This website shows the difference in the two media worlds, old and new, in a manner different to regular analysis. It compares the people driven form of new media to the people dependent form of old media. Kate is correct in her statement that their is no distinct difference, but nonetheless, this website provides a unique insight that may be interesting to view.

Comment 2:

By Jae Moran (N7157266)
Kate raises an interesting point in her post highlighting the difference (or lack of) between new and old media. This caused me to investigate the effect of new media on traditional publishing. I did not have to look far to find evidence of the ways in which new media, and in particular social media, are revolutionising the publishing world.

The unlimited amount of personal choices in communication channels is having an effect on the potential traditional, mainstream media has to make a profit. Mass media traditionally rely on passive audiences who generally share a common location to generate profit. However, media convergence, the active audience and new media technology is drastically changing this global landscape.

The following articles provide an interesting perspective on this topic.




Comment 3:

By Wanda Rebolledo (N7181175)
Media convergence is an ongoing process; it will never reach an end [10]. While at this stage we can draw a somewhat clear line between old and new media, the definitions we have for each will not always stay the same. Think about it, at some point newspaper, radio, and old media where new, they in fact would have replaced several other mediums. It is just a cycle, in the future what we have now classified as new media will have been replaced by a newer media, and the cycle continues. There will never be one black box controlling all media, we are entering an era where media will be everywhere, and we will use all kinds of media in relation to one another [10].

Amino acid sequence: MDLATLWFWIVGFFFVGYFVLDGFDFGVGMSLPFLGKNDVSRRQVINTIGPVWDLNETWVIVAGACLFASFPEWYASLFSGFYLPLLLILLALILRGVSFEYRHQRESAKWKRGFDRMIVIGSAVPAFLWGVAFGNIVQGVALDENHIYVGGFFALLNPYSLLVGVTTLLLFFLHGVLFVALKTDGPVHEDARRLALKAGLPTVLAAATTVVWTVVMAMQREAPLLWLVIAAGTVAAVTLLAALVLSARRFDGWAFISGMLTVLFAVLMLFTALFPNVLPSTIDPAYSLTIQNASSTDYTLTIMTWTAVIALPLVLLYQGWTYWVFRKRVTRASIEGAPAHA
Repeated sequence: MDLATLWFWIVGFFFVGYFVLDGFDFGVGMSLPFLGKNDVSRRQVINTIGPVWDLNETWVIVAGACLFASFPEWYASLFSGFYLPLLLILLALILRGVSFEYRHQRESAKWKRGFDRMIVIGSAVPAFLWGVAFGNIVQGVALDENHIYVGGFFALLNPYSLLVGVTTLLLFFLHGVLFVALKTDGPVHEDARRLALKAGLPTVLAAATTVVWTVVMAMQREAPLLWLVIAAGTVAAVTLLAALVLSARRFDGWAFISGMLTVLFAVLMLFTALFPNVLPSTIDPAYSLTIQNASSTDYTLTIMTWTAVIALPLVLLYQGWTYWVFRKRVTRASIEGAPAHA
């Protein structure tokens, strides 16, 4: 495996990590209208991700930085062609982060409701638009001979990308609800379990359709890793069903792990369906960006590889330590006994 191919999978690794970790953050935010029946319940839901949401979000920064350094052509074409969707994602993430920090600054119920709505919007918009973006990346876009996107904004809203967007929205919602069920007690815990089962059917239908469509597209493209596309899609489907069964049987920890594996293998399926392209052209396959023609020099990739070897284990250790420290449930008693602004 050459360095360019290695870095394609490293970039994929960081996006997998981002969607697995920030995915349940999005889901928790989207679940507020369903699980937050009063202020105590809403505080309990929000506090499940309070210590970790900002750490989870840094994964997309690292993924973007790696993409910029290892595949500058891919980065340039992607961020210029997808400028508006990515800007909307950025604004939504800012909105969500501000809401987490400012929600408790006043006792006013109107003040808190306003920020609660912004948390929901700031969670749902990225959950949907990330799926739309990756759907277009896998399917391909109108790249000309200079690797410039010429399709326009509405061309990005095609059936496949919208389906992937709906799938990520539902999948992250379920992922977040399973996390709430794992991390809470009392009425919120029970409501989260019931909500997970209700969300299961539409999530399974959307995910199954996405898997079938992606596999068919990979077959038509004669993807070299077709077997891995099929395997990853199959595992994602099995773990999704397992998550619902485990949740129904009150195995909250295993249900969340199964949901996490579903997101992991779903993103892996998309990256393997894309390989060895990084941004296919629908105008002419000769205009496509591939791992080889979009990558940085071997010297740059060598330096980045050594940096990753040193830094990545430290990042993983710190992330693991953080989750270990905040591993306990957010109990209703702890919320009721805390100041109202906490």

Comment 4:

By Sarah Marris (N5122384)
Kate reflects on the notion that new media technologies themselves are not of a great importance, but rather the people using the new media technologies. I think this is an interesting point as it infers that although there is much digital evolution, and as a society of consumers and also new media producers, we are in fact, as a people, at the centre of it all. The technology is evolving but its success is, at the core, driven by us. The following article offers an interesting point on what will happen to the social networking site, Facebook, when the people run out?

References List

[1] Jenkins, H. 2006. Convergence Culture: Where Old and New Media Collide. New York: New York University Press.

[2] Dwyer, T. 2010. Media Convergence. Berkshire: Open University Press.

[3] The Guardian. 2007. The Shock of the Old. The Guardian, August 25. Accessed October 1, 2011.

[4] Lister, Martin, John Dovey, Seth Giddings, Iain Grant & Kieran Kelly. 2009. New Media: A Critical Introduction. Abingdon, Oxon: Routledge.

[5] Sales, L. 2010. “All technology has an unintended downside”. On Lateline. ABC TV (broadcast April 12, 2010). Television program.

[6] Chakaveh, S. & Bogen, M. 2007. Media Convergence: An Introduction. Doi 10.1007/978-3-540-73110-8_88

[7] EXA News Update. 2010. “Print Media Decline: Why Papers Need to Adapt to The Internet.” Last modified December, 2010.
[8] Goldsborough, R. 2011. “New Versus Old Media.” Last modified October 5, 2011.
[9] Westphal, D. 2009. The Online Journalism Review. “Old Media vs. New Media: Let’s Call This One Off.” Last modified October 7, 2009.
[10] Jenkin, H. 2001. Convergence? I Diverge. Accessed October 6, 2011.